Which is Better for You: Granite VS Marble Countertops?
It can be difficult to decide which countertops to use in your home. Do you want something timeless and classic, such as marble? Or do you prefer something more modern and one-of-a-kind, such as granite? Both have advantages and disadvantages, so deciding which is better can be difficult. We'll compare granite vs marble countertops in this blog post to help you decide which is the best fit for your needs.
What Was the Origin of Granite and Marble?
Granite is an igneous rock formed by the cooling of lava or magma. Granite begins to form as an extremely hard material during the heating and slow cooling process. Because it is extremely durable and long-lasting, it is an excellent choice for countertops.
On the other hand, marble is a metamorphic rock. This indicates that it was once a different type of rock (usually limestone) that was altered by heat and pressure. Marble is also a tough material, but it's made mostly of calcium carbonate, which is a softer substance.
Let's do a head-to-head comparison of granite and marble to help you decide which countertop to go with.
These two types of natural stone materials have a similar appearance. They have a similar smooth texture and can be found in a variety of colors. Granite countertops, on the other hand, have a grainier appearance, whereas marble has veining that runs throughout the stone.
When it comes to color, granite countertops have flecking that appears as color variations. A marble's color variations resemble colorful veins that run through the stone.
Durability and Hardness
Both marble and granite, as previously stated, are extremely durable. You don't have to worry about putting hot pots on them or cutting food directly on the counter because they're both heat and scratch resistant.
Granite, on the other hand, is a harder material that resists scratches and chips. Although marble is a strong material, its softer nature makes it more vulnerable to damage.
It's also worth noting that because both of these natural stones are porous, they must be sealed to avoid staining. They can absorb liquids and stains if they are not properly sealed, making them difficult to remove.
Both granite and marble, as previously stated, must be sealed to prevent staining and damage. Granite, on the other hand, necessitates a little more low-maintenance. To keep it in good shape, it only needs to be sealed once a year. Marble, on the other hand, necessitates the application of a sealant every few months to keep it protected.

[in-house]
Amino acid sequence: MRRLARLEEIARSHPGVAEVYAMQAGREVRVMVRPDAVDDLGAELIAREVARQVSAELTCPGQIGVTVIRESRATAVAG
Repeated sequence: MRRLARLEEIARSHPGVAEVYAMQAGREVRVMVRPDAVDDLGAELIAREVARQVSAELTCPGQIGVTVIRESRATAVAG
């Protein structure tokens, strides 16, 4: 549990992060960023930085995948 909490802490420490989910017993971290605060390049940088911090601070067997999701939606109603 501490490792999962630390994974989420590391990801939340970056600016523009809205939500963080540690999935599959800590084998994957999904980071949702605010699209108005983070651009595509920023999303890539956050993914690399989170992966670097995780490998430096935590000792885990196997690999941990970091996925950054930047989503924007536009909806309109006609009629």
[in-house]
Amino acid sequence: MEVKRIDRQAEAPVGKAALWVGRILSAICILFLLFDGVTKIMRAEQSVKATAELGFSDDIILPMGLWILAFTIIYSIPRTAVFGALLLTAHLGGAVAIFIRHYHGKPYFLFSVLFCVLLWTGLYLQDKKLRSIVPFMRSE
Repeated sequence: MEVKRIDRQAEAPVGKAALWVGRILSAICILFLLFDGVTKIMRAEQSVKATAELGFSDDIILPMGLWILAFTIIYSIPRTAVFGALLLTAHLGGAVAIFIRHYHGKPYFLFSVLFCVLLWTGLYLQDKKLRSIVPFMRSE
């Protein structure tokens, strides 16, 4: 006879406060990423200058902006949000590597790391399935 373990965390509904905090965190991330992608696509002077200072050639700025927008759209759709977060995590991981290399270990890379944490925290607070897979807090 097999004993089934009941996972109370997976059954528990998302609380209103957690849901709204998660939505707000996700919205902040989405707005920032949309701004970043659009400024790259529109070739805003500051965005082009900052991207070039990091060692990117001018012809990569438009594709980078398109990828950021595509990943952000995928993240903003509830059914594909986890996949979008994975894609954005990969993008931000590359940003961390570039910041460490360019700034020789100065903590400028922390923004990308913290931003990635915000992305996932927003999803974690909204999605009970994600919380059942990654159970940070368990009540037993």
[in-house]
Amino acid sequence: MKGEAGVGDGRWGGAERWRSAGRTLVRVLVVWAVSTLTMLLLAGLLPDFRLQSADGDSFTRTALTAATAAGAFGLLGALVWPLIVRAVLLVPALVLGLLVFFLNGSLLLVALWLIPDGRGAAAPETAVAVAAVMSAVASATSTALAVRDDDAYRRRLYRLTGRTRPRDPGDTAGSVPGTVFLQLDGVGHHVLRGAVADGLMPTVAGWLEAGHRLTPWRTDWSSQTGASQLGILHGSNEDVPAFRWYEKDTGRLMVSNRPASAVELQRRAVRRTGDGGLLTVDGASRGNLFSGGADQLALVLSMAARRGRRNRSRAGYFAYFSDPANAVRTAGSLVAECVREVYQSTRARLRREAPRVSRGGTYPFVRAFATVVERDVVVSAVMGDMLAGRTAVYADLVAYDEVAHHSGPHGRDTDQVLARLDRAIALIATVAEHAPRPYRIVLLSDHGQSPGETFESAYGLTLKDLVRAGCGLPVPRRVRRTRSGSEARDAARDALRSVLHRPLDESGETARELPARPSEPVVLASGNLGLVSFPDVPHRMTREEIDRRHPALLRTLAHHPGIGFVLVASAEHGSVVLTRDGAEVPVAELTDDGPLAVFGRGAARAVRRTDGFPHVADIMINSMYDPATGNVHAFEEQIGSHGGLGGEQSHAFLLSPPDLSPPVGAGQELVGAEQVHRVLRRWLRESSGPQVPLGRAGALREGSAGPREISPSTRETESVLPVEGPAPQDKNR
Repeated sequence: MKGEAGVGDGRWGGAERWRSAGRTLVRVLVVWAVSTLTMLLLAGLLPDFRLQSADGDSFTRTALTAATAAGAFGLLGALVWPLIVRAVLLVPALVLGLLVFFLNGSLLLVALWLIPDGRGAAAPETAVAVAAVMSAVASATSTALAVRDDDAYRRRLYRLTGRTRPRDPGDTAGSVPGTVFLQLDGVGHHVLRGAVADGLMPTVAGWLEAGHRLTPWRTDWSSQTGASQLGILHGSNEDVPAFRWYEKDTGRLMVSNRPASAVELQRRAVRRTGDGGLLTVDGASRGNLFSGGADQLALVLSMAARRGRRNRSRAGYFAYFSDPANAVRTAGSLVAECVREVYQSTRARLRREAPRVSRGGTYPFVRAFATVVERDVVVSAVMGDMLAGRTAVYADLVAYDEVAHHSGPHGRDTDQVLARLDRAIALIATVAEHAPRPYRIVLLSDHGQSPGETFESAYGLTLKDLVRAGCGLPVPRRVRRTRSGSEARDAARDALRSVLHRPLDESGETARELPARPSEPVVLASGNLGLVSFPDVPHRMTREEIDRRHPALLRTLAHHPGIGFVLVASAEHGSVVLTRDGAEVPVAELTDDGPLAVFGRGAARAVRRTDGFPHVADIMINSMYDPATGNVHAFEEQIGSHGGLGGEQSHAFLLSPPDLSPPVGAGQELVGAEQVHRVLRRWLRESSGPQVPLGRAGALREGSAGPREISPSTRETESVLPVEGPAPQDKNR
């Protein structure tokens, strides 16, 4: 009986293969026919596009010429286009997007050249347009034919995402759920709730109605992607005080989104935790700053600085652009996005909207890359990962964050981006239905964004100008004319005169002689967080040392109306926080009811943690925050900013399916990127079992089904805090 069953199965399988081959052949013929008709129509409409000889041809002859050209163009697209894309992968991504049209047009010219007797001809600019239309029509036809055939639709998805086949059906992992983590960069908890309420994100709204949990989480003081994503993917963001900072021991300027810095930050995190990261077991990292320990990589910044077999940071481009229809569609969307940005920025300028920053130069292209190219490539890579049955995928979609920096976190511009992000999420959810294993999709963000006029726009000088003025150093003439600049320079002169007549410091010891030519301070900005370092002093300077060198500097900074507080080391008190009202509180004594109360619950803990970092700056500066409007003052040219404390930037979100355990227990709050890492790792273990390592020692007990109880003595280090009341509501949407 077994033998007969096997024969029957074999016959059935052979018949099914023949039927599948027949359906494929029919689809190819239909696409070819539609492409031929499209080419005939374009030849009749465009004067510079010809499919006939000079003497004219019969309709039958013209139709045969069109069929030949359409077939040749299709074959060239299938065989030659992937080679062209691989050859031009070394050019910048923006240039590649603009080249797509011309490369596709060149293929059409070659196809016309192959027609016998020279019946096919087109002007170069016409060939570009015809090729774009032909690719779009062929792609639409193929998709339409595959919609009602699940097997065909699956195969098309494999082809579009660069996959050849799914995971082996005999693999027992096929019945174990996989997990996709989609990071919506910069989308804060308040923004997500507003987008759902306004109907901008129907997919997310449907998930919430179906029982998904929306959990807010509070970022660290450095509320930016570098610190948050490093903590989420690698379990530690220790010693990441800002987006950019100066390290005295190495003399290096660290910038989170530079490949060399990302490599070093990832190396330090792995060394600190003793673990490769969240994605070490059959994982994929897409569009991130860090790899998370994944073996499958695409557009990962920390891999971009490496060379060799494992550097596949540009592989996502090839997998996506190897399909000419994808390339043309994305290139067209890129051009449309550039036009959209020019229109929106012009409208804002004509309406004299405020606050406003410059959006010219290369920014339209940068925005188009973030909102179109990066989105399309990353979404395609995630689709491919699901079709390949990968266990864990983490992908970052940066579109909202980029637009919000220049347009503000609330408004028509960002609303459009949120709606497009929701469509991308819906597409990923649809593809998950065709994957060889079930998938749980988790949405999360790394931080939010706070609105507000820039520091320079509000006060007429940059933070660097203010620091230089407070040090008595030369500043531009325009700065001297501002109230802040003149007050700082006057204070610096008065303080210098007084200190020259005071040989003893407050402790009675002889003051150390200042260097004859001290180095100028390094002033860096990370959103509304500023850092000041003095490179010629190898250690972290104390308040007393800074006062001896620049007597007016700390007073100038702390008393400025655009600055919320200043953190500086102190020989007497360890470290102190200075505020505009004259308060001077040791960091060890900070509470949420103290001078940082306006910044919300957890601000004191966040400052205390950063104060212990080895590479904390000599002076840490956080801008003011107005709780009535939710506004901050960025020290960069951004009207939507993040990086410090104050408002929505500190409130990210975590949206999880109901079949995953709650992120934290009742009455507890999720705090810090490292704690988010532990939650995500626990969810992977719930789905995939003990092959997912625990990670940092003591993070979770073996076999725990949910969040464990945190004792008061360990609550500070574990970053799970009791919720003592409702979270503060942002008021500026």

Minor scratches or even small chips in granite can be easily repaired. These blemishes are more difficult to remove in marble and usually necessitate the assistance of a professional.
A granite countertop that has been properly sealed can be cleaned easily with plain soap and water. A mild cleaner or granite polish can also be used. When it comes to marble, you must be cautious about the cleaners you use because some chemicals can harm the stone. It's best to use a marble polish or a pH-neutral cleaner.
The price of stone countertops varies depending on the quality, type, and location of purchase. Granite counters, on the other hand, are typically less expensive than marble. Granite usually costs around $75 per square foot installed, whereas marble costs around $100 per square foot installed.
So, which is the better option? To be honest, it is entirely dependent on your requirements and preferences. Granite might be the best option for you if you want a low-maintenance countertop with a more natural appearance. Marble, on the other hand, may be a better choice if you want a luxurious countertop with a classic look.
When it comes to choosing between granite and marble countertops, there is no right or wrong answer. Finding the right material for your home that fits your lifestyle and budget is the key. It's also crucial to work with a professional who can assist you in selecting the right countertop and properly installing it.
You can check out this blog post from Denver Stone Plus to learn information about granite and marble countertops.